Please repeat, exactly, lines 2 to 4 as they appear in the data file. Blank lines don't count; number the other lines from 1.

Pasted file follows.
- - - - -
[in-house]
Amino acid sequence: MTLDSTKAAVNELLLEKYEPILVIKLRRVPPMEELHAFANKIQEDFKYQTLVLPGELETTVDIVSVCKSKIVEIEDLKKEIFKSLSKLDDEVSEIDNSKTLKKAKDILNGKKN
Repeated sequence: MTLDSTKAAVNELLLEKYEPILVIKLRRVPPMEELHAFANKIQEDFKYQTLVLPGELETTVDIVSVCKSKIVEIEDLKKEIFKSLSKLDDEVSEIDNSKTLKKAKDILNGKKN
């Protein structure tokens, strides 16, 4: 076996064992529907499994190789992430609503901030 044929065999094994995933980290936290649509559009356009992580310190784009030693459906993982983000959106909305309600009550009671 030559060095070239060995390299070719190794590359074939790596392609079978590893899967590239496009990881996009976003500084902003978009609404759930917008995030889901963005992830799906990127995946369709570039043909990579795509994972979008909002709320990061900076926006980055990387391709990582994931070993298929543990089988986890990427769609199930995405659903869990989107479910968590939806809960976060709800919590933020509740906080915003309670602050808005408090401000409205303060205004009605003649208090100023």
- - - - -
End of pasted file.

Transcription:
Amino acid sequence: MTLDSTKAAVNELLLEKYEPILVIKLRRVPPMEELHAFANKIQEDFKYQTLVLPGELETTVDIVSVCKSKIVEIEDLKKEIFKSLSKLDDEVSEIDNSKTLKKAKDILNGKKN
Repeated sequence: MTLDSTKAAVNELLLEKYEPILVIKLRRVPPMEELHAFANKIQEDFKYQTLVLPGELETTVDIVSVCKSKIVEIEDLKKEIFKSLSKLDDEVSEIDNSKTLKKAKDILNGKKN
């Protein structure tokens, strides 16, 4: 076996064992529907499994190789992430609503901030 044929065999094994995933980290936290649509559009356009992580310190784009030693459906993982983000959106909305309600009550009671 030559060095070239060995390299070719190794590359074939790596392609079978590893899967590239496009990881996009976003500084902003978009609404759930917008995030889901963005992830799906990127995946369709570039043909990579795509994972979008909002709320990061900076926006980055990387391709990582994931070993298929543990089988986890990427769609199930995405659903869990989107479910968590939806809960976060709800919590933020509740906080915003309670602050808005408090401000409205303060205004009605003649208090100023």